Telefilm’s Success Index score falls year-over-year

The tool, which measures results for the Canadian movies Telefilm supports, shows a 2012 score well below the high set in 2011.
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Telefilm Canada has reported a steep fall in its Success Index, which measures year-over-year results for Canadian movies supported by the federal agency, and the strength of the Canadian film industry overall.

As its 2012-2013 annual report was released Monday, Telefilm reported that the total success index for 2012 was 97, well down from 129 in 2011, the first year measured after a benchmark of 100 was set in 2010.

Not having a box office winner last year comparable to Starbuck, and Barney’s Version in 2011, impacted Telefilm as its Success Index is 60% weighted to Canadian box office receipts and international sales, with 30% weighting for cultural criteria like critical reception at international festivals and events.

The 2012 commercial sub-index came to 60, according to Telefilm, against a 90 tally in 2012.

Canadian films last year continued to fare well with critics and festival and award show juries, as the cultural index in both 2011 and 2012 came to 29.

Telefilm said the 2012 results were comparable to those in 2010, as it declared the commercial results for the past year as “exceptional.”

In the second year since introducing and implementing its new corporate plans, Telefilm Canada experienced mixed results overall.

The annual report indicates its funding programs registered a marginal increase of $96.9 million, a slight uptick from 2011-2012′s $95.8 million total.

At the same time, Telefilm’s investment in 72 feature films last year was off from 75 films backed in 2012 and its film marketing funding support fell from $13.6 million in 2011-2012 to $13.2 million in 2012-2013.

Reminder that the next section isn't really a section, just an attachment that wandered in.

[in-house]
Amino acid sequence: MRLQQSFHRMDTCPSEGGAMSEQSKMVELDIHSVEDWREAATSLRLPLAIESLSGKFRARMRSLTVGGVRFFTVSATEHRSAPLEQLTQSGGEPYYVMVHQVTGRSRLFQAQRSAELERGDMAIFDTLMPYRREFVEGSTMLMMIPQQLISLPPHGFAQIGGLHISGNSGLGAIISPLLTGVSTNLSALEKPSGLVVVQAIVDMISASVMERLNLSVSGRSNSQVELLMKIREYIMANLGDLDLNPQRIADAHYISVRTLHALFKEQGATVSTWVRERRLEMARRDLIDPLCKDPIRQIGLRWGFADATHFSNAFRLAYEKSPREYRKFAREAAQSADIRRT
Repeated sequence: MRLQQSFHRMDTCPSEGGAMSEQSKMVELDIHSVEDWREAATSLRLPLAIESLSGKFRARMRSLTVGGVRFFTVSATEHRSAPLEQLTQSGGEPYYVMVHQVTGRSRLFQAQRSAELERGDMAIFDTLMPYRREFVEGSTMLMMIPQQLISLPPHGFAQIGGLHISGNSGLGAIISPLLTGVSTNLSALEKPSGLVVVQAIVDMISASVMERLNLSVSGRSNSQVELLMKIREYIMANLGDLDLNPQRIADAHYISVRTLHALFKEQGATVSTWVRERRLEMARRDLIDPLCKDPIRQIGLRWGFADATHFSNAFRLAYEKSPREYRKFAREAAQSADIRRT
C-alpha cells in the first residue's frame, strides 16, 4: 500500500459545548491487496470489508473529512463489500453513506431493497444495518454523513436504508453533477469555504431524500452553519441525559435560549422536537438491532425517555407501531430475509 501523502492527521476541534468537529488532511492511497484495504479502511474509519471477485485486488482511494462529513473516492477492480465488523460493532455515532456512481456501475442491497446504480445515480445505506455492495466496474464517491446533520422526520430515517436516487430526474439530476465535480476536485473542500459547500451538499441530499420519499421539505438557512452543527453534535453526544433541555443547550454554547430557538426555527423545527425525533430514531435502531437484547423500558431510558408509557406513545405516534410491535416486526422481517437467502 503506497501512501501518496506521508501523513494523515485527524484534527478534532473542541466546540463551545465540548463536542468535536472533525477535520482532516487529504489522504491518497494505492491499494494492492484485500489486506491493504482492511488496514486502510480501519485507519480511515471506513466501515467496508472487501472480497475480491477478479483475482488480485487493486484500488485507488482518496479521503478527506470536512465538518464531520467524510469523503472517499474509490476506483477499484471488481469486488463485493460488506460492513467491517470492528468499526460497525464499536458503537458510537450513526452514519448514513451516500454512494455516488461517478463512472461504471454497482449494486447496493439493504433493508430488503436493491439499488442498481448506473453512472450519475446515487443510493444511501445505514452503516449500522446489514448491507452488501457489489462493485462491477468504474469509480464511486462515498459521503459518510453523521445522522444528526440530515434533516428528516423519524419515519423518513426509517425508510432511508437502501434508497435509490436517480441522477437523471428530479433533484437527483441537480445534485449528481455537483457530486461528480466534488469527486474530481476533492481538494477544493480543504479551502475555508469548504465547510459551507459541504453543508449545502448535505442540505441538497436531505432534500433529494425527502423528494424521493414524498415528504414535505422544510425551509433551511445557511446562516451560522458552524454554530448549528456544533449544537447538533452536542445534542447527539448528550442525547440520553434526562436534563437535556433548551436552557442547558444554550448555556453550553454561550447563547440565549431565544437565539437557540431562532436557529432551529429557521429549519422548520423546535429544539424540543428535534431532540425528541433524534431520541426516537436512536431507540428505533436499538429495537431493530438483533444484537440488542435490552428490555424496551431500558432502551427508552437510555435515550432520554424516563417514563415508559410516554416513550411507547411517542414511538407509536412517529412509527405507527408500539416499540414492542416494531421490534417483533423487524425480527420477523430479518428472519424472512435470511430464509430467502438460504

Funding was higher for script development ($9.2 million compared to $7.9 million in 2011-2012) and there was an increase in certified film and TV copro treaties, from 47 (with 16 partnering countries) in 2011-2012 to 59 (with 14 partnering countries) in 2012-2013.

The real hit occurred in the international recognition department, with Telefilm Canada suffering a whopping decrease in films that won international prizes and mentions for Canadian talent: 60 compared with 133 in 2011-2012.

However, the funding did enable Telefilm Canada to promote and market 94 Canadian films at 39 international festivals, 44 Canadian film festivals and 83 industry events.

Telefilm Canada lauded improvements to its numerous initiatives: its Development Program, claiming it now provides greater autonomy and flexibility for its clients; its Promotion Program and it accelerated decision turnaround times and the Micro-Budget Production Program, which has enabled emerging talent leveraging digital technologies.

The organization also revealed that several cost efficiencies allowed for a $2.5 million transfer from admin budget to program funding, and a 5% decrease in operating and admin expenses from 2011-2012 combined with a financing recovery increase of $1 million also contributed to the bottom line.

Telefilm has offices in Vancouver, Toronto, Halifax and is headquartered in Montreal.